For the curious, we needed a floating filament PSU and – 60 kV. So put a car battery in a large saucepan, sat it on polystyrene blocks and connected it to the eBay HT supply. All done inside a lead lined room though with remote power control and radiation monitoring.

    4. A friend of mine built few supplies based around flyback transformers from old soviet TV sets. These use a HV coil sealed in ceramic and an UU type ferrite core held together with two screws. He got up to 30kV with that. He later got a X-Ray head that included 60kV (IIRC) iron core transformer. Add to that a voltage doubler and an autotransformer to adjust the voltage and you get your 100kV. It would need some transformer oil for safety…

  2. Just buy a commercial HT PSU in an enclosure and use sufficiently rated HT wire.

    This PSU gets a number of things right but there are still several safety failures and to top that off he is using wire rated at 1000v or less for HT. Also HT connections should always be captive.

  3. The guys over at https://4hv.org/ have been making these, marx generators, Tesla coils, etc for years. 100Kv out of a tv fly-back is pretty close to impossible due to the insulation breakdown of the wire in the transformer. Also most modern fly-backs like the one shown have an internal Walton multiplier so then you run in to the voltage limits of the diodes and caps. As for 20Kv, most fly-backs are rated for around that anyways so it can handle it.

  4. I needed a HV PSU for an ongoing project of mine, and initially didn’t want to spend the money on a commercial unit, so I checked out a bunch of the DIY options. The cheapest I could come up with would have used a dual output (wasted spark) automotive ignition coil – even found a HaD article about it. I wanted one with dual output specifically so I could ground either of the terminals so that I could generate HV in either polarity. These can be had really cheap from junk yards at various multi-k voltages. Ultimately, I decided to splurge and bought a proper, high-quality used commercial unit for ~$160. It has switchable polarity like I wanted, and is adjustable from 100V to 30kV DC with very good voltage regulation and some other nice bits like short circuit protection and current measurement.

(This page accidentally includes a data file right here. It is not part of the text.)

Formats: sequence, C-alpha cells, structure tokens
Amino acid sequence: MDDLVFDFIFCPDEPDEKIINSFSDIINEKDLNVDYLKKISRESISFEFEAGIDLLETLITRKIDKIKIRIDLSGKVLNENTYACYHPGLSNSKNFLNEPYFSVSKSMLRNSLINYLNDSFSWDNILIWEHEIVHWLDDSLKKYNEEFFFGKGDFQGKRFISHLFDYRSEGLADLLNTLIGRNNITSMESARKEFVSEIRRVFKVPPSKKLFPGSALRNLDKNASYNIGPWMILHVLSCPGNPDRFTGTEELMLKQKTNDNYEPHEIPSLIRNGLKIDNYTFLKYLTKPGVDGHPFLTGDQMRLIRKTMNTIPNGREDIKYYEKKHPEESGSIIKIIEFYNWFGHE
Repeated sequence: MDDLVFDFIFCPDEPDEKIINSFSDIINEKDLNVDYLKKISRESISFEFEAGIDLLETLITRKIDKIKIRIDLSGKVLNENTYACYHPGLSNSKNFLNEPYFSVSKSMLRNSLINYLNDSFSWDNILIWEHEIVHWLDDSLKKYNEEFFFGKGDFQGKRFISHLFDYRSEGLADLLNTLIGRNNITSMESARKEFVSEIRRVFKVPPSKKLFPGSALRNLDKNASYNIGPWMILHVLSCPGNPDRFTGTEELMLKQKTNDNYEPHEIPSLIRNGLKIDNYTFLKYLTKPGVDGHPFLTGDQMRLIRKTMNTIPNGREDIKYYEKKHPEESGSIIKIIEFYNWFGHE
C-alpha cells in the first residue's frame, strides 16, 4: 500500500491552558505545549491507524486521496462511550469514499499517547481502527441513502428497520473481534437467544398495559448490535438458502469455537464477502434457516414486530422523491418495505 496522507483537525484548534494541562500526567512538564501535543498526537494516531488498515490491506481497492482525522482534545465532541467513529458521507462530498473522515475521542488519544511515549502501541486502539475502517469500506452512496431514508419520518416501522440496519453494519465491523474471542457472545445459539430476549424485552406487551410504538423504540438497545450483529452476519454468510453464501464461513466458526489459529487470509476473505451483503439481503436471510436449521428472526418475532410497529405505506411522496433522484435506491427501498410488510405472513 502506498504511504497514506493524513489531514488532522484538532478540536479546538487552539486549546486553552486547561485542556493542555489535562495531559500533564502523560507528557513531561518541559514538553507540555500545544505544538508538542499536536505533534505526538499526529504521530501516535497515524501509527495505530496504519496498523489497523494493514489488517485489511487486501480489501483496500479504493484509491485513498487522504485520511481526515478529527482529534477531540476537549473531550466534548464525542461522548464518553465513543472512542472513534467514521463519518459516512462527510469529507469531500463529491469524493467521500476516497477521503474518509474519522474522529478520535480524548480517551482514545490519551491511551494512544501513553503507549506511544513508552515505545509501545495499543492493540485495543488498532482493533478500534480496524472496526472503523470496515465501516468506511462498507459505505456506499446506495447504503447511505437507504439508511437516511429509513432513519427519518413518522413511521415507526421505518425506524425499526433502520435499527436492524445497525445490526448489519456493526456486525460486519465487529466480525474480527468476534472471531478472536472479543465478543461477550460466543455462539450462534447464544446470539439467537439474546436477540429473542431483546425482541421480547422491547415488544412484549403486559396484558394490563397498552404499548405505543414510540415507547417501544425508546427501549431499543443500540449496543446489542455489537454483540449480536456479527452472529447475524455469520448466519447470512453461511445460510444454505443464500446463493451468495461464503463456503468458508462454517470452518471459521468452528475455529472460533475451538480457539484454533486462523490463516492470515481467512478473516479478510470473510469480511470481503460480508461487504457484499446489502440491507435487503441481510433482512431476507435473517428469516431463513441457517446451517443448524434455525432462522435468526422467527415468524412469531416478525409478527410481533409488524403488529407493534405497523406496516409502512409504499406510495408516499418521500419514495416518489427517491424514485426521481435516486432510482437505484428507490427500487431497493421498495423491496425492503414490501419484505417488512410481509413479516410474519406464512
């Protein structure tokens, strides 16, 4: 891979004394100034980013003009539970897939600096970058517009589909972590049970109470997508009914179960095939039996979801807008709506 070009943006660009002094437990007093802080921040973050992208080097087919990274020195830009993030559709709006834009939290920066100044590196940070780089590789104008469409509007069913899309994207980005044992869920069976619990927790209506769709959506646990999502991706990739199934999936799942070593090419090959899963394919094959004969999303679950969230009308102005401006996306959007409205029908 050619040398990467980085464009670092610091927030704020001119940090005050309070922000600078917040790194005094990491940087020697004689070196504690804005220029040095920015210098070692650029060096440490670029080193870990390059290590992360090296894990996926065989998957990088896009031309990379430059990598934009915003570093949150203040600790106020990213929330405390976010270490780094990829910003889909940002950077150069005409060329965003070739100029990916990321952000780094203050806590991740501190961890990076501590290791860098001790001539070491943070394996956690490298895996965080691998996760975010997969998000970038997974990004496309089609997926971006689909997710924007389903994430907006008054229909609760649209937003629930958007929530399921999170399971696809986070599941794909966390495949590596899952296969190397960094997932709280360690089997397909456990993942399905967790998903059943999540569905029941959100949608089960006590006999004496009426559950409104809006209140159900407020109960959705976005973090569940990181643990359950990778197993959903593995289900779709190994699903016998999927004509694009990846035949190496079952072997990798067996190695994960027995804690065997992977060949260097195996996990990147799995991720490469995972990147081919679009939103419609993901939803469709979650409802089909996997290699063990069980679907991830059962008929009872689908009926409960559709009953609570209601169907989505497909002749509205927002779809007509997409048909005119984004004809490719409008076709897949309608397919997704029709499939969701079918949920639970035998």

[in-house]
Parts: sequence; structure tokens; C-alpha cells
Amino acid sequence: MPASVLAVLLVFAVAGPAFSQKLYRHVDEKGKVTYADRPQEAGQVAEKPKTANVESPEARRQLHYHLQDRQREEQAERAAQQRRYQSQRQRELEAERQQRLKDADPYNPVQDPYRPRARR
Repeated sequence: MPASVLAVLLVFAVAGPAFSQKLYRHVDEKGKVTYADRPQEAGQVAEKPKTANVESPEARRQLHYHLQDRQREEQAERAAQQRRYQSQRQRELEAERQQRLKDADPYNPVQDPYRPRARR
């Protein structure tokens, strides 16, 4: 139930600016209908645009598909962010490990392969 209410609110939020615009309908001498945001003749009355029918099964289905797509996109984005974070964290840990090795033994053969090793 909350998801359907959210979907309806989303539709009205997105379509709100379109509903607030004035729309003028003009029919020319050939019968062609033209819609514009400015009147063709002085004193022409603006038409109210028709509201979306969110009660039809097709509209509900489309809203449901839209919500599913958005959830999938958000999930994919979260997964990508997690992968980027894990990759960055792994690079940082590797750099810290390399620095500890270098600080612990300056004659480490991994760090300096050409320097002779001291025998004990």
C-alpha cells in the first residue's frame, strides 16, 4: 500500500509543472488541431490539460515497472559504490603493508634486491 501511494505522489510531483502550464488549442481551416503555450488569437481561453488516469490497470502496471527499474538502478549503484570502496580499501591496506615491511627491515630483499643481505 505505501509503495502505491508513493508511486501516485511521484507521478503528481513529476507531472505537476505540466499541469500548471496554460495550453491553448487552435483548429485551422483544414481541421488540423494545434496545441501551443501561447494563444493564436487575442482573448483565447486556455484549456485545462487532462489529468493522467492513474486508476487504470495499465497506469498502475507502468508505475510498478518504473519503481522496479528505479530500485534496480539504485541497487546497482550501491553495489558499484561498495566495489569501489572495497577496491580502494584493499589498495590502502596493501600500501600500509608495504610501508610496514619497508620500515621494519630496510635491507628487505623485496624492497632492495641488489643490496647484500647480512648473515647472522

1. What unit did you end up going with? I’ve been hunting for something in that price range and haven’t had a whole lot of luck (or have been looking for the wrong thing)

      1. As with so much specialty equipment, sometimes it takes a little patience to find something appropriate show up on eBay. The unit I settled on is the HP030 from Applied Kilovolts. Searching that brand probably has the most hits on eBay over any other, but be aware, they don’t all support reversible output polarity! There was another brand that I was looking at (I don’t remember the name), but the company didn’t appear to be around anymore IIRC, and finding information was kind of tough.

  5. I can’t believe I just read through this whole modestly-involved thread which had the subject matter revolving around doing rather risky/hazardous [EEEEK] projects (aka fun learning) with out a card-carrying representative of the Internet Buzzkill Saftey League doing what they do best and derailing productive discourse towards acquiring/exchanging knowledge by posting diatribes of discouragement if there’s a perceived risk or danger involved, regardless of how asnine-ly self-evident those dangers are, like in the topic discussed right here. It was just a refreshing, rare occurrence & felt compelled to say as much since it feels like I live in the era of interacting with the world as if I’m proper adult is a concept that exists entierly in a fancifully theoretical sense now. Anyway, whomever reads this: I say take lots of unnecessary risks, sastisfy all of your curiosities about the endless things in the world that can easily kill you, and make things explode with that being an end in itself if you’re not already.